Entries in betrayal (3)


What Did I Do Wrong? Understanding Relationship Betrayal

By Dr. Dylan Selterman - University of Maryland

Photo Credit: www.coffeehousewriters.com

Think back to a time when you felt betrayed. What did the person do? Did they confess? How did you feel? Why do you think you felt that way?

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When Does Forgiving Make Us Feel Like A Doormat?

Forgiveness can be really good for our relationships. To name just a few benefits, forgiving a transgression reduces blood pressure for both victims and their wrongdoing partners,1 and increases the victim’s life satisfaction and positive mood.2 Researchers are also beginning to understand what it takes to forgive; for example, we are more likely to forgive our partners when they apologize (i.e., make amends) for bad behavior. But what happens when we forgive someone who hasn’t attempted to make up for their transgression? In a series of four studies, Laura Luchies and her colleagues found that forgiving a partner who does not make amends after wrongdoing erodes the victim’s self-respect and self-concept clarity (the extent to which we have a clear sense of ourselves).3 In other words, we seem to lose respect for ourselves and feel more confused about who we are if we forgive a partner who hasn’t apologized.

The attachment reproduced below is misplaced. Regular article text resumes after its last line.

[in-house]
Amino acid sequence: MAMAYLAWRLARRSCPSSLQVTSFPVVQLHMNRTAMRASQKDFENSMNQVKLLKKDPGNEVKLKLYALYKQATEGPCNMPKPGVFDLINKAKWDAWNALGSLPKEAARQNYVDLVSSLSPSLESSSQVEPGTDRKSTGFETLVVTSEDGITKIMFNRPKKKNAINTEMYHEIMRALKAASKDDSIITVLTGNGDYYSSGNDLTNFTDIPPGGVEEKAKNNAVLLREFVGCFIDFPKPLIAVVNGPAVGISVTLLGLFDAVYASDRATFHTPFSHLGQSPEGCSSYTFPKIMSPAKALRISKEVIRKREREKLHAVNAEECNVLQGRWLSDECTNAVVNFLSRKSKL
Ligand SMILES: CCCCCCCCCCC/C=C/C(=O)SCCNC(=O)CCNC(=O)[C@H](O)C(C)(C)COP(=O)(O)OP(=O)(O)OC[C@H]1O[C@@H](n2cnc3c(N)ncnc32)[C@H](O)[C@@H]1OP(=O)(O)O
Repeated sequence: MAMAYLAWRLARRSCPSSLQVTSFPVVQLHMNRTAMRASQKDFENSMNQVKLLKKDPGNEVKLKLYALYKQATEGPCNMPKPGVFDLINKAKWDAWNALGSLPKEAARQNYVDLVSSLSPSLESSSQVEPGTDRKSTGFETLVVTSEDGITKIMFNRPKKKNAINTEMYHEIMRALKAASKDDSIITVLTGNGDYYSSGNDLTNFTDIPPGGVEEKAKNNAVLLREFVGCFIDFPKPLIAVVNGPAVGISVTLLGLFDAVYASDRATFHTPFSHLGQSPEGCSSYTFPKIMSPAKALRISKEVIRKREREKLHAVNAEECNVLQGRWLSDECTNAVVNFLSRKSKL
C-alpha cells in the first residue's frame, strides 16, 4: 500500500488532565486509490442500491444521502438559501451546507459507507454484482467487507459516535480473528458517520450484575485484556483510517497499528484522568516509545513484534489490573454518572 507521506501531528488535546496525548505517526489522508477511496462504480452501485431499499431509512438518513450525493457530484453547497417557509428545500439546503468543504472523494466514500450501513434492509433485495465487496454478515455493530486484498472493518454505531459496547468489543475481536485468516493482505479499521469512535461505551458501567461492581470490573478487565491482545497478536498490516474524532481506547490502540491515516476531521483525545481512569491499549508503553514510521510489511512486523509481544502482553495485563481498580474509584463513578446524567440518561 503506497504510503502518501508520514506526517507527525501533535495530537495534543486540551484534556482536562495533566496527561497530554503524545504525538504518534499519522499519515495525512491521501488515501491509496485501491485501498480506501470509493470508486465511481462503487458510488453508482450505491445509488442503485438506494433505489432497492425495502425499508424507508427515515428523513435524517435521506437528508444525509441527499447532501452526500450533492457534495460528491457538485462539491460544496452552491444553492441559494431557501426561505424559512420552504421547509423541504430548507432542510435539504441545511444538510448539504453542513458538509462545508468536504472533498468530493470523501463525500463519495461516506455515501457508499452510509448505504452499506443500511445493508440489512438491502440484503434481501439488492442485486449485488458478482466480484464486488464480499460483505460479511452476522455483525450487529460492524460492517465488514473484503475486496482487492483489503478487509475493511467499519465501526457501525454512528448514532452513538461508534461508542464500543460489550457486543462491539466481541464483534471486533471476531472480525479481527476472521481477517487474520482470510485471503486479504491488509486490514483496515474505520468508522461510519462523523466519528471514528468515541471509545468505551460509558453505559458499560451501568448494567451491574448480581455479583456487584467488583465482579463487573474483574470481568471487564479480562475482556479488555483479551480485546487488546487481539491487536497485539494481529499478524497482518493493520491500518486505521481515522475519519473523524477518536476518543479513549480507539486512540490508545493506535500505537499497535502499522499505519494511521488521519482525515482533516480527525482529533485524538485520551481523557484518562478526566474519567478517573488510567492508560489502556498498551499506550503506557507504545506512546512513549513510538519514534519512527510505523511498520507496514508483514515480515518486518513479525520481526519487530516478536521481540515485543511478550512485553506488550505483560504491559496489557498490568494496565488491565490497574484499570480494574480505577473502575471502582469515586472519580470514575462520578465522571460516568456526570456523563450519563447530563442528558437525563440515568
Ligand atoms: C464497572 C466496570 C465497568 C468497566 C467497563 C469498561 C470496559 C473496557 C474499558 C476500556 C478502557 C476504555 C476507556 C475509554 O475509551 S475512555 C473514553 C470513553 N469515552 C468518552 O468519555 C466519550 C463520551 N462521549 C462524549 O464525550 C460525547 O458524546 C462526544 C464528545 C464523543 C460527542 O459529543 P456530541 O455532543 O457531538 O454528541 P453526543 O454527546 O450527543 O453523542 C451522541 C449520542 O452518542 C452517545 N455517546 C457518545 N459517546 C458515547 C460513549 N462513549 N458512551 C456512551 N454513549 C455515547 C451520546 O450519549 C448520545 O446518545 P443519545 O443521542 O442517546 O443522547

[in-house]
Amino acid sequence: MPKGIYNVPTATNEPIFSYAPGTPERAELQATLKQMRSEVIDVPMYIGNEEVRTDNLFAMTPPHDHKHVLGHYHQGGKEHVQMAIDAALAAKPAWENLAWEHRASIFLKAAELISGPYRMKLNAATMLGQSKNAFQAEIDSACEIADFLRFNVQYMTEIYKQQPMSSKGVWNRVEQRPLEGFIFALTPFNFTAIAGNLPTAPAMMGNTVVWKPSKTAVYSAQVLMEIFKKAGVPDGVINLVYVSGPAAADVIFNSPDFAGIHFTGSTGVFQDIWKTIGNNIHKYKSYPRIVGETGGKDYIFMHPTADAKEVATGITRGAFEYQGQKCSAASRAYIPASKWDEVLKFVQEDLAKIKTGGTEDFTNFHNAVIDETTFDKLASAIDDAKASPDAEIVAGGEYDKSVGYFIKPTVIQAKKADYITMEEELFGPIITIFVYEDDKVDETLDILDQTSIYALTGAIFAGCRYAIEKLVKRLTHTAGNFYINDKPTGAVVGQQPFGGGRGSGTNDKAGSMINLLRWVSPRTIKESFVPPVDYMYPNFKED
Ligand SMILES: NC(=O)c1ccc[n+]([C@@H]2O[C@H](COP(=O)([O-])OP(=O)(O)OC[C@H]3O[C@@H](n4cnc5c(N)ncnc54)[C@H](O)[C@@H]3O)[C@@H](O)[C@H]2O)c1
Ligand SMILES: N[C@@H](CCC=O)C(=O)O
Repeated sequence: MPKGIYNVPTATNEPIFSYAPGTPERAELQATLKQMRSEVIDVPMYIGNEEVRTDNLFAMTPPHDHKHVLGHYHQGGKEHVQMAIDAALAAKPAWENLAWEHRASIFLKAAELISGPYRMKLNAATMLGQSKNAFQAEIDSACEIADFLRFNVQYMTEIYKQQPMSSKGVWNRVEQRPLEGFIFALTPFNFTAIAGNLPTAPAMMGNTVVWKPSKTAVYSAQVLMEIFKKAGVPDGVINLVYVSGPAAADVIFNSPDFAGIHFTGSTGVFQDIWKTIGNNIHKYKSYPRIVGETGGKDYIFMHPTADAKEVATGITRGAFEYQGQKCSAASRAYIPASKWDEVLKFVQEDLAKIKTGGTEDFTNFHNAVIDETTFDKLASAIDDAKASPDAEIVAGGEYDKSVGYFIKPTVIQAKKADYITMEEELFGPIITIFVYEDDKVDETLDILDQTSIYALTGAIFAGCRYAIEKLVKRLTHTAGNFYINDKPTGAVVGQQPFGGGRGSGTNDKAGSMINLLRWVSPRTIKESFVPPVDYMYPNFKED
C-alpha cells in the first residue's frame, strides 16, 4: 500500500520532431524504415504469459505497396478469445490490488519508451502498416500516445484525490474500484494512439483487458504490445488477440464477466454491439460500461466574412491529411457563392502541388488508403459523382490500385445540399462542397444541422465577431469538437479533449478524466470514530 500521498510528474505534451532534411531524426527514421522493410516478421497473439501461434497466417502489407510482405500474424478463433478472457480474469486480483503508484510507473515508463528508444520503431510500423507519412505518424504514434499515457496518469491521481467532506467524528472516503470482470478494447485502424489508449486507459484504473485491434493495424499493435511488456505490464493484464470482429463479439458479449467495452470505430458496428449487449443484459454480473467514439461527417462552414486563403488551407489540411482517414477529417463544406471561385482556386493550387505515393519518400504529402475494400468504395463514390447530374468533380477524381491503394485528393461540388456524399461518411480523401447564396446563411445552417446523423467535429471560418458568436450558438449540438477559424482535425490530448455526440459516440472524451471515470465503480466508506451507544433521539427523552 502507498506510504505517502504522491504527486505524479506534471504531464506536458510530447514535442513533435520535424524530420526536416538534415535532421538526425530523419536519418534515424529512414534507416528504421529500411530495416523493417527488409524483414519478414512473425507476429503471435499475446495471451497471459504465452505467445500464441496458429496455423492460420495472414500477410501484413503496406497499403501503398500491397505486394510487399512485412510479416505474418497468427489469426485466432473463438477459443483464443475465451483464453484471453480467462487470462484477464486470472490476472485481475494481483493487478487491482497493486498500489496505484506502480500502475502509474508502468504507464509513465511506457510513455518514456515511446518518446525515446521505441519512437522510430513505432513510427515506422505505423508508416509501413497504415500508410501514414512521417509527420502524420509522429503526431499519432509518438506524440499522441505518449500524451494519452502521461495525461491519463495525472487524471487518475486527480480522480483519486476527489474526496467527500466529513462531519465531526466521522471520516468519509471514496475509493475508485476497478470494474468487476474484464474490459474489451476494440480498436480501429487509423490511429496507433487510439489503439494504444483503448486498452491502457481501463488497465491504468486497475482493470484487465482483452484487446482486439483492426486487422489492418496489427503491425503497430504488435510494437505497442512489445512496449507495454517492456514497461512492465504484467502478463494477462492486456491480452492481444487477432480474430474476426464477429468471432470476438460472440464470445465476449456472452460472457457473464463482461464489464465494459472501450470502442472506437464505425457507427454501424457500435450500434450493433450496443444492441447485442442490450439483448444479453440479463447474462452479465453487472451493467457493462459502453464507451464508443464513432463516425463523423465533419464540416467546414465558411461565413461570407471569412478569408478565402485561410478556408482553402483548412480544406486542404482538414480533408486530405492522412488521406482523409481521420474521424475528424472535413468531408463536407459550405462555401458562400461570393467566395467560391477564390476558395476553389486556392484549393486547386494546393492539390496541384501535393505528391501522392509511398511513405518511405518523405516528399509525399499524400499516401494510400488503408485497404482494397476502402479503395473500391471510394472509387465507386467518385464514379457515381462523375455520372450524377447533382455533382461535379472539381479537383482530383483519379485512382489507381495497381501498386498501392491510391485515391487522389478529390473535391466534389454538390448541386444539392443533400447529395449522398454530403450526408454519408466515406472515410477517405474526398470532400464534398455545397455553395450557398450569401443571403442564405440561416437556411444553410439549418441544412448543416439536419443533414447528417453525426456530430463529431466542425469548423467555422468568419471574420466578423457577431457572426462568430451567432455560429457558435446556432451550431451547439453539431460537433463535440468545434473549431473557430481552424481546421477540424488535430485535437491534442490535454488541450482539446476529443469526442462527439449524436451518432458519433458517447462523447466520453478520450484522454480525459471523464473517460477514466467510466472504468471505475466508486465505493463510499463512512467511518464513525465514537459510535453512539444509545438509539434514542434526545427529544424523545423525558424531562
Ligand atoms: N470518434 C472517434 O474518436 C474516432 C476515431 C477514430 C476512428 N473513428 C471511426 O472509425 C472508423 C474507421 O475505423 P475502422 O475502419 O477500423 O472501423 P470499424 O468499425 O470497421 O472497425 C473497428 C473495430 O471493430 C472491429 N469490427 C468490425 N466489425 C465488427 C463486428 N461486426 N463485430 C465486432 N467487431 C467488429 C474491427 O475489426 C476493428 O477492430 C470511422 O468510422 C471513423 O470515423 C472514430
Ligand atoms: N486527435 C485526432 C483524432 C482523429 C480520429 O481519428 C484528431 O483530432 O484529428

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What Payback Comes from Revenge?

Relationships are full of slings and arrows that can sometimes spark a deep desire to “pay back” perceived offenses. Whether someone has been betrayed by a friend or romantic partner, been offended by a boss or coworker, or been a victim of a crime, the desire for revenge can be very strong. Until recently, however, researchers have known very little about this powerful, volatile experience.

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